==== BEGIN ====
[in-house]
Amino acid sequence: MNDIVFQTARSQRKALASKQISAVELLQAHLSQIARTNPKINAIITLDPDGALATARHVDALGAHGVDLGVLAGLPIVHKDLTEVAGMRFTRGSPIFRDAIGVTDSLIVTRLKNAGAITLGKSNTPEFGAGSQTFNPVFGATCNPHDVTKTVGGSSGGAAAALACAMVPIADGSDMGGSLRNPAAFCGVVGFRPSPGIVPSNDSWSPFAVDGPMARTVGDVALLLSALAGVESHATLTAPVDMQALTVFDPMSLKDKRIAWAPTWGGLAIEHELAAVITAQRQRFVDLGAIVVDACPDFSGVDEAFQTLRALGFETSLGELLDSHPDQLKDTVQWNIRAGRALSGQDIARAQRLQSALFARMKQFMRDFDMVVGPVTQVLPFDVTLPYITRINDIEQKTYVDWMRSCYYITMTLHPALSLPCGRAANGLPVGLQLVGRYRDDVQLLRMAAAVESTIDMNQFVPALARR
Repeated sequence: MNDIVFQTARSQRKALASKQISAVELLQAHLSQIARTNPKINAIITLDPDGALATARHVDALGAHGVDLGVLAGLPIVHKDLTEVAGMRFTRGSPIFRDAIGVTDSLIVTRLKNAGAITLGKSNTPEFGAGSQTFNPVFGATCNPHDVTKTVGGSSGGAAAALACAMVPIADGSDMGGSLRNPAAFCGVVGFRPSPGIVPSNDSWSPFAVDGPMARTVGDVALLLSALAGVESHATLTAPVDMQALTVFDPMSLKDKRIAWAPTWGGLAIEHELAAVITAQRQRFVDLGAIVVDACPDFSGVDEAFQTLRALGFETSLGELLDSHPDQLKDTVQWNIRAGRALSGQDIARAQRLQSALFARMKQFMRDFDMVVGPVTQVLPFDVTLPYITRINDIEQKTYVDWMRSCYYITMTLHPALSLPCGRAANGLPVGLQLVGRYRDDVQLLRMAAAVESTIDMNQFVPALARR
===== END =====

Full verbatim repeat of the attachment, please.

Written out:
[in-house]
Amino acid sequence: MNDIVFQTARSQRKALASKQISAVELLQAHLSQIARTNPKINAIITLDPDGALATARHVDALGAHGVDLGVLAGLPIVHKDLTEVAGMRFTRGSPIFRDAIGVTDSLIVTRLKNAGAITLGKSNTPEFGAGSQTFNPVFGATCNPHDVTKTVGGSSGGAAAALACAMVPIADGSDMGGSLRNPAAFCGVVGFRPSPGIVPSNDSWSPFAVDGPMARTVGDVALLLSALAGVESHATLTAPVDMQALTVFDPMSLKDKRIAWAPTWGGLAIEHELAAVITAQRQRFVDLGAIVVDACPDFSGVDEAFQTLRALGFETSLGELLDSHPDQLKDTVQWNIRAGRALSGQDIARAQRLQSALFARMKQFMRDFDMVVGPVTQVLPFDVTLPYITRINDIEQKTYVDWMRSCYYITMTLHPALSLPCGRAANGLPVGLQLVGRYRDDVQLLRMAAAVESTIDMNQFVPALARR
Repeated sequence: MNDIVFQTARSQRKALASKQISAVELLQAHLSQIARTNPKINAIITLDPDGALATARHVDALGAHGVDLGVLAGLPIVHKDLTEVAGMRFTRGSPIFRDAIGVTDSLIVTRLKNAGAITLGKSNTPEFGAGSQTFNPVFGATCNPHDVTKTVGGSSGGAAAALACAMVPIADGSDMGGSLRNPAAFCGVVGFRPSPGIVPSNDSWSPFAVDGPMARTVGDVALLLSALAGVESHATLTAPVDMQALTVFDPMSLKDKRIAWAPTWGGLAIEHELAAVITAQRQRFVDLGAIVVDACPDFSGVDEAFQTLRALGFETSLGELLDSHPDQLKDTVQWNIRAGRALSGQDIARAQRLQSALFARMKQFMRDFDMVVGPVTQVLPFDVTLPYITRINDIEQKTYVDWMRSCYYITMTLHPALSLPCGRAANGLPVGLQLVGRYRDDVQLLRMAAAVESTIDMNQFVPALARR